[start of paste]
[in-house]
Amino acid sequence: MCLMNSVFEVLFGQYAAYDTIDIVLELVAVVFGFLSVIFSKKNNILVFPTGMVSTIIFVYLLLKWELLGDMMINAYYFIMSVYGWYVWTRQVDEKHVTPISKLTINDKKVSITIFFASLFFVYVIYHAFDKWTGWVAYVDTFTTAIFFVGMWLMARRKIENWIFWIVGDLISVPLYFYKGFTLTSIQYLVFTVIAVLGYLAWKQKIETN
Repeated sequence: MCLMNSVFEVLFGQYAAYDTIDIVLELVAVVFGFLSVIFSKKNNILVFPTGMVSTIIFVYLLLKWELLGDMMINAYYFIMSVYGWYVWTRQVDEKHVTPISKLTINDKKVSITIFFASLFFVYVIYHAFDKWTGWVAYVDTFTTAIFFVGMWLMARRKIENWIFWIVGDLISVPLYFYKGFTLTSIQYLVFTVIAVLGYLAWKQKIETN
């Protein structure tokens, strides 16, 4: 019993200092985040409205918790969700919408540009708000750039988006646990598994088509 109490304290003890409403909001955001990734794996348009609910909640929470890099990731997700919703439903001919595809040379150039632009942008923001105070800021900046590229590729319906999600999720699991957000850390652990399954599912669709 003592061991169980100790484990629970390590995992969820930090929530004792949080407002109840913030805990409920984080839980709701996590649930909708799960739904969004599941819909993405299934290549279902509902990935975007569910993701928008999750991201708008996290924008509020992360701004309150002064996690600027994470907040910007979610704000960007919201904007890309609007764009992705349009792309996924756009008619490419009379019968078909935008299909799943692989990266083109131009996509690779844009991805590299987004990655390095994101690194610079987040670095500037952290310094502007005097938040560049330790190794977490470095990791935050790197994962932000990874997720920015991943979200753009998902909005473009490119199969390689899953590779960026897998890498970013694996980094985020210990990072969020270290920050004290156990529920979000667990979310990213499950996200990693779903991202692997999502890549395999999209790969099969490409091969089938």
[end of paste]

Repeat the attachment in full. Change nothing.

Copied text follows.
[in-house]
Amino acid sequence: MCLMNSVFEVLFGQYAAYDTIDIVLELVAVVFGFLSVIFSKKNNILVFPTGMVSTIIFVYLLLKWELLGDMMINAYYFIMSVYGWYVWTRQVDEKHVTPISKLTINDKKVSITIFFASLFFVYVIYHAFDKWTGWVAYVDTFTTAIFFVGMWLMARRKIENWIFWIVGDLISVPLYFYKGFTLTSIQYLVFTVIAVLGYLAWKQKIETN
Repeated sequence: MCLMNSVFEVLFGQYAAYDTIDIVLELVAVVFGFLSVIFSKKNNILVFPTGMVSTIIFVYLLLKWELLGDMMINAYYFIMSVYGWYVWTRQVDEKHVTPISKLTINDKKVSITIFFASLFFVYVIYHAFDKWTGWVAYVDTFTTAIFFVGMWLMARRKIENWIFWIVGDLISVPLYFYKGFTLTSIQYLVFTVIAVLGYLAWKQKIETN
């Protein structure tokens, strides 16, 4: 019993200092985040409205918790969700919408540009708000750039988006646990598994088509 109490304290003890409403909001955001990734794996348009609910909640929470890099990731997700919703439903001919595809040379150039632009942008923001105070800021900046590229590729319906999600999720699991957000850390652990399954599912669709 003592061991169980100790484990629970390590995992969820930090929530004792949080407002109840913030805990409920984080839980709701996590649930909708799960739904969004599941819909993405299934290549279902509902990935975007569910993701928008999750991201708008996290924008509020992360701004309150002064996690600027994470907040910007979610704000960007919201904007890309609007764009992705349009792309996924756009008619490419009379019968078909935008299909799943692989990266083109131009996509690779844009991805590299987004990655390095994101690194610079987040670095500037952290310094502007005097938040560049330790190794977490470095990791935050790197994962932000990874997720920015991943979200753009998902909005473009490119199969390689899953590779960026897998890498970013694996980094985020210990990072969020270290920050004290156990529920979000667990979310990213499950996200990693779903991202692997999502890549395999999209790969099969490409091969089938």